NTSB Calls on FAA To Address Pilot Fatigue

AINalerts » June 12, 2008
June 12, 2008, 12:31 PM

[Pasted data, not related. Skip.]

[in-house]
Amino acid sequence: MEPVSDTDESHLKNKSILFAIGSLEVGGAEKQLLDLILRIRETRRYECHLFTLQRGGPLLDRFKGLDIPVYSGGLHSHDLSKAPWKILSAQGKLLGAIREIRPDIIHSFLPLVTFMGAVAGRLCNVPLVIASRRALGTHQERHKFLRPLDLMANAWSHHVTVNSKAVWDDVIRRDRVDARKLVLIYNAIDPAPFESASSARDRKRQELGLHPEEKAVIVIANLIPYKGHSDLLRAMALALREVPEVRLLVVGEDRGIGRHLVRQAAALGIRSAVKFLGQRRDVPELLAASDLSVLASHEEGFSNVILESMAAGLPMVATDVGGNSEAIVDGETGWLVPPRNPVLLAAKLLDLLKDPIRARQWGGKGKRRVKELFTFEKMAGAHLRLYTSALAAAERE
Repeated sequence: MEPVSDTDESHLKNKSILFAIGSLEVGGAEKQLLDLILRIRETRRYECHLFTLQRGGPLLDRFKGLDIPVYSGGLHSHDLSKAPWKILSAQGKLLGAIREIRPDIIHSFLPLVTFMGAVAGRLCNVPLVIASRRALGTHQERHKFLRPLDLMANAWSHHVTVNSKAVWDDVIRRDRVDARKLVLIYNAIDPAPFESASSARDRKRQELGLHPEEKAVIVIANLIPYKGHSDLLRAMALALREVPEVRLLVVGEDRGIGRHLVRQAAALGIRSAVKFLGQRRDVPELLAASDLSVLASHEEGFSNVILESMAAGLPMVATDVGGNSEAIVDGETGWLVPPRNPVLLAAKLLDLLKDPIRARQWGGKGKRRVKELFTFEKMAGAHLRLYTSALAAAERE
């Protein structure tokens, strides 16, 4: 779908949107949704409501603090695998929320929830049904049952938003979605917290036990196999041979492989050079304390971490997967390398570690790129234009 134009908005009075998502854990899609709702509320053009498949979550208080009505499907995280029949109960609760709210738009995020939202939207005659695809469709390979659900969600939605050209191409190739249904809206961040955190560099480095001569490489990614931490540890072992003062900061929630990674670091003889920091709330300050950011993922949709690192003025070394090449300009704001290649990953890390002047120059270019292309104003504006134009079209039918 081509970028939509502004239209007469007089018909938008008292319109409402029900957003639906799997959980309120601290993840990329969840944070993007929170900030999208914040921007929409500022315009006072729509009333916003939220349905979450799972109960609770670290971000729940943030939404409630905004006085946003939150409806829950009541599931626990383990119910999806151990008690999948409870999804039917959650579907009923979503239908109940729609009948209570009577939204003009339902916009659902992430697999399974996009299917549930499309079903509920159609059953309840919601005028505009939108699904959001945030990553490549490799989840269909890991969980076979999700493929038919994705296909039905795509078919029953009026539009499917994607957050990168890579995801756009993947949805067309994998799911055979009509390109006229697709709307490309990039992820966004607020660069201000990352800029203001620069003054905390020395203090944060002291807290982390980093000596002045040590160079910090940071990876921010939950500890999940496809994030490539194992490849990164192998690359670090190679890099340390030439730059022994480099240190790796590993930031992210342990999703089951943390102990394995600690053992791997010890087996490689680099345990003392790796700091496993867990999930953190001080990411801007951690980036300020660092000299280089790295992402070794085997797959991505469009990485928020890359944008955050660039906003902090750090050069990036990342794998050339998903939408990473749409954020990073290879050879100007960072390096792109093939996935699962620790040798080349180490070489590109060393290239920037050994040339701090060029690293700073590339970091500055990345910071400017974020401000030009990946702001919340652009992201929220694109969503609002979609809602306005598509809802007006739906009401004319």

The NTSB cited three accidents and an incident involving a regional airline as the basis for a pair of recommendations issued Tuesday to the FAA related to pilot fatigue. Specifically, the Board called on the FAA to develop guidance for operators to establish fatigue management systems and methodology to assess their effectiveness, including their ability to improve sleep and alertness, mitigate performance errors and prevent incidents and accidents. “The Safety Board is extremely concerned about the risk and the unnecessary danger that is caused by fatigue in aviation,” said NTSB chairman Mark Rosenker. “We have seen too many accidents and incidents where human fatigue is a cause or contributing factor.” The most recent case cited by the NTSB involved a Mesa Airlines Bombardier CRJ200 that flew past its destination airport, General Lyman Field in Hilo, Hawaii, after its pilots fell asleep at the controls on February 18. “It is imperative that the FAA take action to reduce human fatigue in airline operations,” Rosenker added. “Addressing this safety-related measure is long overdue. We must and can correct this serious concern.”

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